The Random Text Says: ""
July 4th, 2001 - 4:50 a.m.I'm Currently Avoiding:
July 4 is ........ National Country Music Day and Tom Sawence-Painting Day (Yikes! Um, don't like the first, don't have the slightest idea who or what the 2nd is. Okay, the paintings of Tom Sawence, but who's that?)
Well, I said a time or two ago that I'd talk about Gormenghast. Who doesn't know anything about Gormenghast? (The majority of the voyeurs raise their hands.) Anyway, Gormenghast was a 2-part movie put on by PBS last week. It is also a triliogy or so of books by Mervyn Peake (I had to look up the name. Damn people). Okay, so I don't know how much I have to say about this story, but it's been compared with some really good sci-fi/fantasy stuff. We're not talking any old writer, but Lord of the Rings and Dune quality here. Anyway, this is taking forever to write...I really need to start sticking with the short entries so that these words will quit piling up in my inbox and making me feel all guilty for not using them. Sooo...yeah. Gormenghast is supposed to be kick-ass. The only thing I got out of the entire movie was that everyone in Gormenghast except for maybe Titus, was nuttier than a fruitcake. Fifty cards short of a full deck, a few (hundred) bricks short of a wall, a few baskets short of a bushel, off their rocker, and generally messed up in the head. You know, crazier than 5 mental hospitals, 4 nut farms, 3 booby hatches, 2 macadamia ranches and 1 inbred bedlumite in a coconut tree.
But it was still entertaining in a way to see them. I think the main problem with most of the nutso characters was that they were too obsessed with one particular thing. The old Earl was obsessed with his books, the twins were obsessed with regaining power and things they'd never really had, Prunesquallor's sister was obsessed with getting a man, the Queen was obsessed with Mr. Chalk her bird and her white cats, and the villian of the piece, whatever his name was (and people were constantly getting it wrong so I should know this....oh! Steerpike?), well, I think he was obsessed with a lot of things. Power, Lady Fuscia, manipulating and killing anyone who stood in his way, lots of things.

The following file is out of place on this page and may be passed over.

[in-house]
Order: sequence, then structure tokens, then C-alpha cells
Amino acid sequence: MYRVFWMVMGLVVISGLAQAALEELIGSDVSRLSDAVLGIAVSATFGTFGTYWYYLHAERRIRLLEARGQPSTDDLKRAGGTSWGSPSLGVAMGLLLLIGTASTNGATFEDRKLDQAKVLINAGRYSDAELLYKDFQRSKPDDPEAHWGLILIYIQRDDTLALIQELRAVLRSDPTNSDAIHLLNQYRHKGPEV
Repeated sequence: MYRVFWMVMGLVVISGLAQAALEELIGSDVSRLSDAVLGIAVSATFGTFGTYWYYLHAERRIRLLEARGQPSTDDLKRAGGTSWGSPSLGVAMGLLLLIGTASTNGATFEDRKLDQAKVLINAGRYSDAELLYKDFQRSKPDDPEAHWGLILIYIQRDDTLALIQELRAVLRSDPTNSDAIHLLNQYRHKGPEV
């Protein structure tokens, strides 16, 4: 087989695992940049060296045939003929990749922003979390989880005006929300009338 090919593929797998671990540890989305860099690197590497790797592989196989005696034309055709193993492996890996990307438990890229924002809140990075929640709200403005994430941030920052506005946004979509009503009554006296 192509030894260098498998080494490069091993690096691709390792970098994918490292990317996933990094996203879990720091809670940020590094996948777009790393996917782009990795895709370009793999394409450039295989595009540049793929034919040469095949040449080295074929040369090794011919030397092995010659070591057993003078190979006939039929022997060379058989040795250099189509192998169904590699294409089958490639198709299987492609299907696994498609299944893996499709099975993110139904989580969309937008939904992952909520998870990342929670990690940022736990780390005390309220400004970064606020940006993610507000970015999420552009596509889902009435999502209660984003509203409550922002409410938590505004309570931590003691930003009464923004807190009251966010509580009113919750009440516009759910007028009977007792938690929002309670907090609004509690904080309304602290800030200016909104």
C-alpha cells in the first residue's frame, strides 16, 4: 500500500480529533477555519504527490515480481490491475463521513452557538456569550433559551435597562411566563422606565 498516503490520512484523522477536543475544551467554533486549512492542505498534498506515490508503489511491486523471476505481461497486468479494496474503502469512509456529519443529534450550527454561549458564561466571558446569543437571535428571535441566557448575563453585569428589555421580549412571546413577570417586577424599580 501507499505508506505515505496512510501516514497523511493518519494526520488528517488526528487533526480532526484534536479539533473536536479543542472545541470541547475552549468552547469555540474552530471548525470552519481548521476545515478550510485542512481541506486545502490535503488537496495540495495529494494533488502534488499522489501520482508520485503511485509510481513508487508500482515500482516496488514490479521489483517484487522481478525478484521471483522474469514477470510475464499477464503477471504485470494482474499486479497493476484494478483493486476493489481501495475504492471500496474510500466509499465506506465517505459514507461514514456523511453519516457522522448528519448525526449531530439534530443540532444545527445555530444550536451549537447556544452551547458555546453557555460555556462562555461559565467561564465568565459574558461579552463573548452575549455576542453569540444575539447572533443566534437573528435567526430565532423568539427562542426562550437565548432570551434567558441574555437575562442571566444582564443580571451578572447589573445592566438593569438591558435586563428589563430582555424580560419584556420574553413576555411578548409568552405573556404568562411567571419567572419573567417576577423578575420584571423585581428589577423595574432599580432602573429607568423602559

They did do a wonderful job with the setting and such though. The imagery was very good and quite appropriate for the novel and things, even though I've never read the damn thing. Anyway, even though it didn't make a whole lot of sense, it made more sense then Dune did and I liked it, so there.
Hmmm...well, looks like it's time for another huge word list. People should read my diary just for the Literati words...
parlous (adj. POWER-lust)
: full of danger or risk : hazardous
Parlous is both a synonym and a derivative of perilous; it came to be as an alteration of perilous in Middle English. (Perilous is derived from the Old French perilleus, which ultimately comes from the Latin word for danger, periculum.) Both words are documented in use from at least the 14th century, but by the 17th century parlous had slipped from common use and was considered more or less archaic. It experienced a resurgence in popularity in the 20th century (although some critics still regarded it as an archaic affectation), and today it appears in fairly common use, often modifying state or times.
pelagic (adj. puh-LEIGE-ik)
: of, relating to, living, or occurring in the open sea : oceanic
Pelagic comes to us from Greek, via Latin. The Greek word pelagikos became pelagicus in Latin and then pelagic in English. (Pelagikos is derived from pelagos, the Greek word for sea, plus the adjectival suffix -ikos.) Pelagic was first used in print in approximately 1656; a definition from that time says that Pelagick means "of the Sea, or that liveth in the Sea." Nearly 350 years later, writers are still using pelagic with much the same meaning, albeit less frequently than its more familiar synonym oceanic.
dudgeon (n. DUHN-jun)
: a fit or state of indignation
Dudgeon is today most often used in the phrase "in high dudgeon" (which in turn sometimes gives rise to playful variations such as middling dudgeon, intermediate dudgeon, towering dudgeon, lofty dudgeon, and so on). It's a mystery where the expression came from, however. (Conjectures as to a connection to a Welsh word, dygen, meaning malice, have no basis.) There does not appear to be any connection whatever to the very old dudgeon -- a now obsolete term once used for a dagger or a kind of wood out of which dagger handles were made. But since at least 1573 curmudgeons and others have expressed their indignation with dudgeon.
Hmm...the moon, which is about to set, if it hasn't already, is full and was orange. Why does the moon turn colors? What's that about? Huh, huh? Oh, and also, why are police more likely to pull you over and give you a speeding ticket or whatever if you have a red car? Is it something along the same lines as waving a red flag in front of a bull? And I guess this is going to be the Fourth of July entry. Hmm. Maybe I'll have something to say about that later. Of course, later with me lately has generally turned into next week or so at the rate I'm writing these things.
Feeling lucky? Choose an Entry At RANDOM! Yes. Random. Randomosity is cool...come on, you know you want to... Well, if you don't subscribe to peer pressure, then just go Back or Forward with the Dragons below:
And I like it that way.